Stronger and more positive governmental intervention is critically required. We are not suggesting that houses should be subjected to price control like other commodities. But we would like the Government to put in measures to discourage speculation. Alter the landscape to make it less encouraging and less worthwhile for speculation to take place.

We have heard housing developers claim credit for having built X-million number of houses and having created immense wealth when the houses appreciate in value. We also see large numbers of speculators who reap immense profits by just buying/booking and flipping over their purchases and reaping enormous profits. While industry players have cited a host of other causes not all are justified. In any event, the escalation of house prices is good for them as it encourages quick sales brought about by an artificial shortage. On the humanitarian side, there is nothing to feel good about.

Speculative profits are not real profits. Speculators are, in effect, taking money from our future generations to enjoy today. Our future generations and under the prevailing circumstances, even the present generation as well will suffer the effects of exorbitant house prices that have resulted in the high household income to debt ratio. This may be legal but it is downright immoral!

The country's economy will be an unbalanced one because with such a large proportion of family income committed to house mortgages, a typical household will be compelled to be stingy on other expenditures. Thus, the other industries will suffer.

Statistics have proved that the present high income to debt ratio is brought about primarily by house mortgages. It looks like the proverbial horses have already bolted and we are still dragging our feet in closing the barn door!

We do not see the logic when the Government is so serious about controlling the prices of essential items such as cooking oil, sugar, chicken and a host of other essential items but yet on the subject of house price, it has allowed the situation to remain laissez faire.

We believe that the issue of affordable houses is even more crucial than some of the price-controlled items because one can always find alternatives or reduce the intake of some of those items. But the alternatives for a roof over one's family are the squatter areas, the shelters under our highway flyovers or the five-foot paths in front of shophouses!

While PR1MA is a good move (barring some of our apprehensions), it is also a typical case of treating the symptoms rather than the cause. In this case, the cause is unbridled speculative activities.

Chang Kim Loong is the honorary secretary-general of The National House Buyers Association, a non-profit, non-governmental, non-political organisation manned by volunteers. For more information, check or e-mail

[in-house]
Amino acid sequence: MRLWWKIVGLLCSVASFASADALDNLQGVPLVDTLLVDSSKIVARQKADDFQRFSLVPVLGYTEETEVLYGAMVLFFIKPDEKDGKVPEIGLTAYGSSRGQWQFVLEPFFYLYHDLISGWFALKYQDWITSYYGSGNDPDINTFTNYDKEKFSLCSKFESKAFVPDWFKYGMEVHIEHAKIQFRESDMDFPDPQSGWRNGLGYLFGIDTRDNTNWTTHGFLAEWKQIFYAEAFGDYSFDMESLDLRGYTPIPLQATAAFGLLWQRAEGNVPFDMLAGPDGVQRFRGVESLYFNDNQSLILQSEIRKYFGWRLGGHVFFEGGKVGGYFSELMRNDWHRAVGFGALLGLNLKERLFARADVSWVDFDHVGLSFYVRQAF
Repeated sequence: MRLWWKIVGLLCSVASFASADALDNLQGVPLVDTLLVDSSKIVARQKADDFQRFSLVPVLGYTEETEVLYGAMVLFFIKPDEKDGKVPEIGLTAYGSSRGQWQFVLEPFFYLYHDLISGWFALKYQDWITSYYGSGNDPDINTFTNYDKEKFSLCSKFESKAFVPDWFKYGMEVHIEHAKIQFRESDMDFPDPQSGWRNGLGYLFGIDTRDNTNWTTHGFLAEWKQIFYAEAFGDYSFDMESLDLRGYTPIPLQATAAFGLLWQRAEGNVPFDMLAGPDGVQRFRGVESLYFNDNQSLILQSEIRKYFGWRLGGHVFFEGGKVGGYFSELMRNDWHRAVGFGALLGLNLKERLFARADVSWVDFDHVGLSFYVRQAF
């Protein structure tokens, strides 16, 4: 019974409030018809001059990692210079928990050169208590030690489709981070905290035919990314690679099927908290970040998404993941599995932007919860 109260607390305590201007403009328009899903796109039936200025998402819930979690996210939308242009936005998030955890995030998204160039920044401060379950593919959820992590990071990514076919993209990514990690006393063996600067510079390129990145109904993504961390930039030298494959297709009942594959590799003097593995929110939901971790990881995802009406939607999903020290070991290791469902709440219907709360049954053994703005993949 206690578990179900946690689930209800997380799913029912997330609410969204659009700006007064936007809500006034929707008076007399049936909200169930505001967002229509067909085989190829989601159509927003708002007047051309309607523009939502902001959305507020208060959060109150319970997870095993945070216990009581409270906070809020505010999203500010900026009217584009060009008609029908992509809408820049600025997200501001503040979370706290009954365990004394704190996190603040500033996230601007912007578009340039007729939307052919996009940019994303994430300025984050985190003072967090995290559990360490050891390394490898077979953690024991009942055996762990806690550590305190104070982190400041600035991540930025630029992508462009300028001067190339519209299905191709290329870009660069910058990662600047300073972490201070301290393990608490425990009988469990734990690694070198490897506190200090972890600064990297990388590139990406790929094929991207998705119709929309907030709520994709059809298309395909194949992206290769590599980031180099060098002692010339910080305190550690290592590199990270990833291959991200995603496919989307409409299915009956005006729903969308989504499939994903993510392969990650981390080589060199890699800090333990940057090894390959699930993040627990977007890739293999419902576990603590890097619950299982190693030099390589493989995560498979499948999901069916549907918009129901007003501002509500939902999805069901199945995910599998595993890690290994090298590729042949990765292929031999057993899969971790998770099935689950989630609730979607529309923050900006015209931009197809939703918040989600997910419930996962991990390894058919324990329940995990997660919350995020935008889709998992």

By The Star (by Chang Kim Loong)

Singapore acts to prevent housing market bubble

SINGAPORE introduced yesterday measures to prevent a bubble in its housing market and ensure more prudent lending by banks after property prices rose at a faster pace in the third quarter.

Beginning today, the maximum tenure of all new residential property loans will be capped at 35 years, with loans exceeding 30 years facing significantly tighter loan-to-value limits, the Monetary Authority of Singapore (MAS) said in a statement.

Other measures introduced by the authority, the country's central bank, included a lower loan-to-value ratio for residential property loans taken up by companies and other non-individual borrowers.

"We are taking this step now to require more prudent lending, and will continue to watch the property market carefully," MAS chairman Tharman Shanmugaratnam said in the statement.

"We will do what it takes to cool the market, and avoid a bubble that will eventually hurt borrowers and destabilise our financial system."

Tharman, who is also deputy prime minister and finance minister, said quantitative easing by central banks and low interest rates had resulted in easy credit but the situation would eventually change.

Singapore interest rates are near record lows and home buyers can pay as little as one per cent per annum on their mortgages.

"Over the last three years, the average tenure for new residential property loans has increased from 25 to 29 years.

More than 45 per cent of new residential property loans granted by financial institutions have tenures exceeding 30 years," the central bank added.

Singapore did not previously set a maximum duration for property loans and the longest maturity currently available for homes in the city-state is a 50-year loan offered by United Overseas Bank.

Singapore private home prices rose 0.5 per cent in the third quarter from the April-June quarter when prices increased by 0.4 per cent, while resale prices of government-built Housing and Development Board (HDB) apartments leapt 2.0 per cent quarter-on-quarter following a gain of 1.3 per cent in April-June.

Private residential prices have risen 55 per cent since hitting a trough in the second quarter of 2009 in the aftermath of the global financial crisis. HDB apartment resale prices have jumped 43 per cent after a relatively mild correction in the first quarter of 2009. Reuters

The last comprehensive set of real estate cooling measures were introduced in December last year when the government imposed an additional 10 per cent stamp duty on the property value that buyers who were not Singapore citizens or permanent residents had to pay.

By Reuters

Singapore tightens home loan rules

SINGAPORE: Singapore's central bank yesterday tightened rules on residential property lending amid fears that the city state's real estate market could be heading into a dangerous bubble.

The Monetary Authority of Singapore (MAS) said in a statement it was imposing a maximum tenure of 35 years for new housing loans with effect from Saturday.